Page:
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What Are the Symptoms of Albinism?

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  • Written By: Meshell Powell
  • Edited By: Melissa Wiley
  • Last Modified Date: 19 July 2018
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    Conjecture Corporation
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Symptoms of albinism typically involve the skin, hair, and eyes of the affected person, although other symptoms may develop as well. The color of the skin is generally lighter than that of the parents or other family members, and exposure to the sun may cause freckles or moles to develop. A lack of pigment usually affects the hair as well, leading to a variety of possible hair colors, depending on the severity of the condition as well as the race of the affected person. Vision problems and loss of pigment of the eyes are common symptoms of albinism as well. Any specific questions or concerns about symptoms of albinism in an individual situation should be discussed with a doctor or other medical professional.

Skin-related symptoms of albinism are common and may vary in severity from one person to another. The most easily recognized form of albinism involves pale white skin, but this is not always the case. The skin may appear light brown or contain patches of skin that are devoid of any pigment. A person with albinism must take special precautions when spending time in the sun, as the skin is more prone to damage caused by direct sunlight, such as sunburn or some forms of skin cancer. Any freckles or moles that appear on the skin should be periodically observed by a doctor so that any changes can be detected as soon as possible.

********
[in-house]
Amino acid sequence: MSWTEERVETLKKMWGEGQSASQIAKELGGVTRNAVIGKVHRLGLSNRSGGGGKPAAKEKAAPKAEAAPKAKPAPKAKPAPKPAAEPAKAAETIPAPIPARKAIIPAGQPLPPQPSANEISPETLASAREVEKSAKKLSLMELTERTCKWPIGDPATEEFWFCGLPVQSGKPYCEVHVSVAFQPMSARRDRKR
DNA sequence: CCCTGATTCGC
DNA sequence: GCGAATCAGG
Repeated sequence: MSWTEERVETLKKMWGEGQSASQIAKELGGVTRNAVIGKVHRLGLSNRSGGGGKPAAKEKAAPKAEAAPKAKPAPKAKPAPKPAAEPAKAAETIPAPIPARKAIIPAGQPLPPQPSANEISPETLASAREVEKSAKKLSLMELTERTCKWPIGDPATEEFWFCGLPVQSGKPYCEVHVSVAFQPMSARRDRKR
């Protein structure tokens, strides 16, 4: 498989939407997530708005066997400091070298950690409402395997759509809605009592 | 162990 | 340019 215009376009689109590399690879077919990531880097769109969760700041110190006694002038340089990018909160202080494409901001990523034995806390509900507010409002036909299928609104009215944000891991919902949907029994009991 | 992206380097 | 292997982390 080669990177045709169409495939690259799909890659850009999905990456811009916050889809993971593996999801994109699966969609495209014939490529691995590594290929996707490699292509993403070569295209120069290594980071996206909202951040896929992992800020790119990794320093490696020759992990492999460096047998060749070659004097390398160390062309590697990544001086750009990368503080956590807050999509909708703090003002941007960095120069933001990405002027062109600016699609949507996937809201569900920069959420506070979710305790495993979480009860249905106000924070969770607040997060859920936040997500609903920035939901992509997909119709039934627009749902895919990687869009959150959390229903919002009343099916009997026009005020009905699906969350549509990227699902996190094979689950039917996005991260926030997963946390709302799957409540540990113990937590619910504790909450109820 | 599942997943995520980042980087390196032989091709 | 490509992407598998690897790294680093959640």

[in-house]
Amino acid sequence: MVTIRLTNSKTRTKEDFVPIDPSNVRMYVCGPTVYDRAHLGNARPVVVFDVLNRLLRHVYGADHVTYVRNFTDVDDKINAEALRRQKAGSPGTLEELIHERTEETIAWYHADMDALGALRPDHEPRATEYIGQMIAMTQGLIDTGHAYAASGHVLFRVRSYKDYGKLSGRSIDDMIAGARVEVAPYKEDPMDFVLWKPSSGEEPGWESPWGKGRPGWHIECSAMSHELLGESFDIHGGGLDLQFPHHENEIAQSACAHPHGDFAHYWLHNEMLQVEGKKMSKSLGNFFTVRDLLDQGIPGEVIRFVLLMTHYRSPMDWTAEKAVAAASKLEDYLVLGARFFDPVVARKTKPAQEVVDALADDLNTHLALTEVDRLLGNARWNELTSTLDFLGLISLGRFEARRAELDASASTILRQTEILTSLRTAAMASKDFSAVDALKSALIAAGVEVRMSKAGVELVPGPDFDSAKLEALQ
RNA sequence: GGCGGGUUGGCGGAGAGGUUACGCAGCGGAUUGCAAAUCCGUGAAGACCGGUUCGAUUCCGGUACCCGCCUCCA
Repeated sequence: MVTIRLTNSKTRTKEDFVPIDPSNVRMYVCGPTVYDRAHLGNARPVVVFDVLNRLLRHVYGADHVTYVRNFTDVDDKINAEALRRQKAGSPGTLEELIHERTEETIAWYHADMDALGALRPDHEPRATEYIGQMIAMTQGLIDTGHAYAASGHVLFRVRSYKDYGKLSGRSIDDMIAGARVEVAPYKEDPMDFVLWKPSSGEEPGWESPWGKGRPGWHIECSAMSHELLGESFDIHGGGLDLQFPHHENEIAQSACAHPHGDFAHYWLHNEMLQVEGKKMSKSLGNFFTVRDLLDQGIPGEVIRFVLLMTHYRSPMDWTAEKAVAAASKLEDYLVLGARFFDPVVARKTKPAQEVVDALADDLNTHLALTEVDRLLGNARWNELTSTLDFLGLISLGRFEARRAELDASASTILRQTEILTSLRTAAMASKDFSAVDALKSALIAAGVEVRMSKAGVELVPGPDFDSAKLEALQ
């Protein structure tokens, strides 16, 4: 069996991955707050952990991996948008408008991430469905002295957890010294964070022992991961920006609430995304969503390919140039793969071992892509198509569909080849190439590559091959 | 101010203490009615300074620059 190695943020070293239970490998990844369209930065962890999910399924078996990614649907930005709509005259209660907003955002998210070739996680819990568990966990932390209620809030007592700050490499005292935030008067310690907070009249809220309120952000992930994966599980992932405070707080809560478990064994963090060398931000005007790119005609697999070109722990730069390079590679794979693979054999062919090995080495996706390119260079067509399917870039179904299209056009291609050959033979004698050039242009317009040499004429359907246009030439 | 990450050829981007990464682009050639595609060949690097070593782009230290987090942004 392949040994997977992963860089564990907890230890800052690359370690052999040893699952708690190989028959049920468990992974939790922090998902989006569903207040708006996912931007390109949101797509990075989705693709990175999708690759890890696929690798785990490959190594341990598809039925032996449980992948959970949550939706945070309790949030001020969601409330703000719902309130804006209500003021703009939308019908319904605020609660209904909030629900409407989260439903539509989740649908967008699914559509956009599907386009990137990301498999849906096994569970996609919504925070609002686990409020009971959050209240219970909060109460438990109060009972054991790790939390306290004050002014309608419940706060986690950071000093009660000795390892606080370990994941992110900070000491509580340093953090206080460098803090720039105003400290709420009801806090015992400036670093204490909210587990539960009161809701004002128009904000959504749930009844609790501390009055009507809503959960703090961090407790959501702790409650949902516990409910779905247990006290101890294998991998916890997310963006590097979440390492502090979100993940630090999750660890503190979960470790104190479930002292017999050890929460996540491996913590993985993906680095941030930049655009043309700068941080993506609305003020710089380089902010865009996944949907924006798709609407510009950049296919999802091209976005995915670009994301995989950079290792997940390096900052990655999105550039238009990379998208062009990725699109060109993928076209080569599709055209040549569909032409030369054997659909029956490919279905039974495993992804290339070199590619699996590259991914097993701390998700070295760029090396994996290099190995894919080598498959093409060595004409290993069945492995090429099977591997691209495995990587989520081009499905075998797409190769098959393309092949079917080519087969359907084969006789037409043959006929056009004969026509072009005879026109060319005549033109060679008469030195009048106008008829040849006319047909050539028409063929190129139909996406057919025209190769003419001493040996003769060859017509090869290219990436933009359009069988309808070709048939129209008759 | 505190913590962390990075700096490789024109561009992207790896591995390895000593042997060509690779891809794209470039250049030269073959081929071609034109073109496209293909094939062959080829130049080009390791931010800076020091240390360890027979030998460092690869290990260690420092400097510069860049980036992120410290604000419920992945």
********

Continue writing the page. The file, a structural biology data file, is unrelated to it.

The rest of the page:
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Some symptoms of albinism are known to affect the hair. It is commonly believed that all people with albinism have white or pale blonde hair, although other colors are possible as well. Yellow, red, or brown hair may occur among those of traditionally darker races.

There are several potential symptoms of albinism that can affect the eyes. Usually there is a lack of pigment present in the eyes, often causing them to appear to be red. Visual disturbances are common among those with albinism and may lead to partial or complete blindness in the most severe cases.

Additional symptoms of albinism may affect some people with this disease, although every patient will not have all of these symptoms. Many with this condition have frequent infections or bleed easily. Gastrointestinal and nervous system disorders are also frequently found among those with albinism. Hearing loss may occur, sometimes leading to complete deafness. A condition known as lung fibrosis often affects people with this disorder and may lead to varying degrees of breathing difficulty.

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